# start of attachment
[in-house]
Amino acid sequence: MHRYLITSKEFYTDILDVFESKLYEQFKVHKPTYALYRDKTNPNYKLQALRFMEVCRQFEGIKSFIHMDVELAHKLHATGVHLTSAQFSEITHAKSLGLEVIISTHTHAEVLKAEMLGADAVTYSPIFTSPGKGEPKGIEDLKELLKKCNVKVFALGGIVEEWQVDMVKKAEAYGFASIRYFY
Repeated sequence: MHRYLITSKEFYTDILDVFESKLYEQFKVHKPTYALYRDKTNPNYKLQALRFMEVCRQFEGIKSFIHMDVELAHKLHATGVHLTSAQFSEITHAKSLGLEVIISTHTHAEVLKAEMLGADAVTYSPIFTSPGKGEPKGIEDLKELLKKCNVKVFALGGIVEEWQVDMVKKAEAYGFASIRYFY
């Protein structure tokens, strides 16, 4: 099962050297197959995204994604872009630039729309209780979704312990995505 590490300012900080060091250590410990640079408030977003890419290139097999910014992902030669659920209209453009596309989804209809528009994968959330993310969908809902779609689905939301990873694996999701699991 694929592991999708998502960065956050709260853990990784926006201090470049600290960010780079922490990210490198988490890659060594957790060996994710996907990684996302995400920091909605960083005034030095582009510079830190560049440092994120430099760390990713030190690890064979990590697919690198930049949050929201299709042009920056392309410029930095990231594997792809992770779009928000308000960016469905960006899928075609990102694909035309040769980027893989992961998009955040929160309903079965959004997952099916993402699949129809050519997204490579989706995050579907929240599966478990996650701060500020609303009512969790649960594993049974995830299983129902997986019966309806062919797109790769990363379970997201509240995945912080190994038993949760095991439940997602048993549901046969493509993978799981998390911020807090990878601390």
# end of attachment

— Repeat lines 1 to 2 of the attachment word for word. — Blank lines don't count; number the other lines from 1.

[in-house]
Amino acid sequence: MHRYLITSKEFYTDILDVFESKLYEQFKVHKPTYALYRDKTNPNYKLQALRFMEVCRQFEGIKSFIHMDVELAHKLHATGVHLTSAQFSEITHAKSLGLEVIISTHTHAEVLKAEMLGADAVTYSPIFTSPGKGEPKGIEDLKELLKKCNVKVFALGGIVEEWQVDMVKKAEAYGFASIRYFY